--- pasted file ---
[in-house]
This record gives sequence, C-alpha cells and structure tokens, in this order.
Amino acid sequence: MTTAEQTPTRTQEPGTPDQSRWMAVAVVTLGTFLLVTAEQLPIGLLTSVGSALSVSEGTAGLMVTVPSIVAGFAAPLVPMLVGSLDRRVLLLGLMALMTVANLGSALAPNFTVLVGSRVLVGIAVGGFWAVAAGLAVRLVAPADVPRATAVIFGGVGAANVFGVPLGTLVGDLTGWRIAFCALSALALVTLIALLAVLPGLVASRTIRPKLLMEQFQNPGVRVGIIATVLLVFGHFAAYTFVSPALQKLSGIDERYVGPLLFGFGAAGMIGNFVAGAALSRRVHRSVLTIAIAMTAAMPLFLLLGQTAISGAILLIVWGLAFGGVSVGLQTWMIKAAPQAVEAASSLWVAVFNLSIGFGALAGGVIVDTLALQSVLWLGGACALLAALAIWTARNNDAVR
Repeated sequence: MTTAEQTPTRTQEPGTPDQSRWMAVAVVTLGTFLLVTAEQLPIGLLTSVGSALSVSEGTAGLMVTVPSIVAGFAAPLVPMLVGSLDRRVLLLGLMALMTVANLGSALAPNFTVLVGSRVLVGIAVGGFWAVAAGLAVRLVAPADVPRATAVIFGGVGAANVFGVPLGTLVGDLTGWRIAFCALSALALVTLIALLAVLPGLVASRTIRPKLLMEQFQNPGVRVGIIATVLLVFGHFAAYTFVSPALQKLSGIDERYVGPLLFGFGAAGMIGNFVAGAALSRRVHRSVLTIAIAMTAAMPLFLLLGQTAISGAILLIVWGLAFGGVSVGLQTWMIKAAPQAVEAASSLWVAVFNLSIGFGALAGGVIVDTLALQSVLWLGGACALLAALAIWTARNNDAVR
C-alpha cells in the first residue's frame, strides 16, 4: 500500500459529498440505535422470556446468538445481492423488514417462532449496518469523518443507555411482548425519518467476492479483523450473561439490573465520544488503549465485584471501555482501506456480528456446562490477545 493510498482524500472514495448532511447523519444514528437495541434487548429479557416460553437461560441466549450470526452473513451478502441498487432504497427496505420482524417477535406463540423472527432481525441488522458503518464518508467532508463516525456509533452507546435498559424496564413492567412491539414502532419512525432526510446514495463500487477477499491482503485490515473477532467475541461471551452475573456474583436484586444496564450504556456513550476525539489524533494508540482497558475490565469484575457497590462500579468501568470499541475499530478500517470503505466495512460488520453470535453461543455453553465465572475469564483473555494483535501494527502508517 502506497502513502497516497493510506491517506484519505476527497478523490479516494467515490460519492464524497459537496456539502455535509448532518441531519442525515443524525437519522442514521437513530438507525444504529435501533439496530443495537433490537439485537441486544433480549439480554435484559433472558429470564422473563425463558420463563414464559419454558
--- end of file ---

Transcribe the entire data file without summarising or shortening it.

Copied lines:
[in-house]
This record gives sequence, C-alpha cells and structure tokens, in this order.
Amino acid sequence: MTTAEQTPTRTQEPGTPDQSRWMAVAVVTLGTFLLVTAEQLPIGLLTSVGSALSVSEGTAGLMVTVPSIVAGFAAPLVPMLVGSLDRRVLLLGLMALMTVANLGSALAPNFTVLVGSRVLVGIAVGGFWAVAAGLAVRLVAPADVPRATAVIFGGVGAANVFGVPLGTLVGDLTGWRIAFCALSALALVTLIALLAVLPGLVASRTIRPKLLMEQFQNPGVRVGIIATVLLVFGHFAAYTFVSPALQKLSGIDERYVGPLLFGFGAAGMIGNFVAGAALSRRVHRSVLTIAIAMTAAMPLFLLLGQTAISGAILLIVWGLAFGGVSVGLQTWMIKAAPQAVEAASSLWVAVFNLSIGFGALAGGVIVDTLALQSVLWLGGACALLAALAIWTARNNDAVR
Repeated sequence: MTTAEQTPTRTQEPGTPDQSRWMAVAVVTLGTFLLVTAEQLPIGLLTSVGSALSVSEGTAGLMVTVPSIVAGFAAPLVPMLVGSLDRRVLLLGLMALMTVANLGSALAPNFTVLVGSRVLVGIAVGGFWAVAAGLAVRLVAPADVPRATAVIFGGVGAANVFGVPLGTLVGDLTGWRIAFCALSALALVTLIALLAVLPGLVASRTIRPKLLMEQFQNPGVRVGIIATVLLVFGHFAAYTFVSPALQKLSGIDERYVGPLLFGFGAAGMIGNFVAGAALSRRVHRSVLTIAIAMTAAMPLFLLLGQTAISGAILLIVWGLAFGGVSVGLQTWMIKAAPQAVEAASSLWVAVFNLSIGFGALAGGVIVDTLALQSVLWLGGACALLAALAIWTARNNDAVR
C-alpha cells in the first residue's frame, strides 16, 4: 500500500459529498440505535422470556446468538445481492423488514417462532449496518469523518443507555411482548425519518467476492479483523450473561439490573465520544488503549465485584471501555482501506456480528456446562490477545 493510498482524500472514495448532511447523519444514528437495541434487548429479557416460553437461560441466549450470526452473513451478502441498487432504497427496505420482524417477535406463540423472527432481525441488522458503518464518508467532508463516525456509533452507546435498559424496564413492567412491539414502532419512525432526510446514495463500487477477499491482503485490515473477532467475541461471551452475573456474583436484586444496564450504556456513550476525539489524533494508540482497558475490565469484575457497590462500579468501568470499541475499530478500517470503505466495512460488520453470535453461543455453553465465572475469564483473555494483535501494527502508517 502506497502513502497516497493510506491517506484519505476527497478523490479516494467515490460519492464524497459537496456539502455535509448532518441531519442525515443524525437519522442514521437513530438507525444504529435501533439496530443495537433490537439485537441486544433480549439480554435484559433472558429470564422473563425463558420463563414464559419454558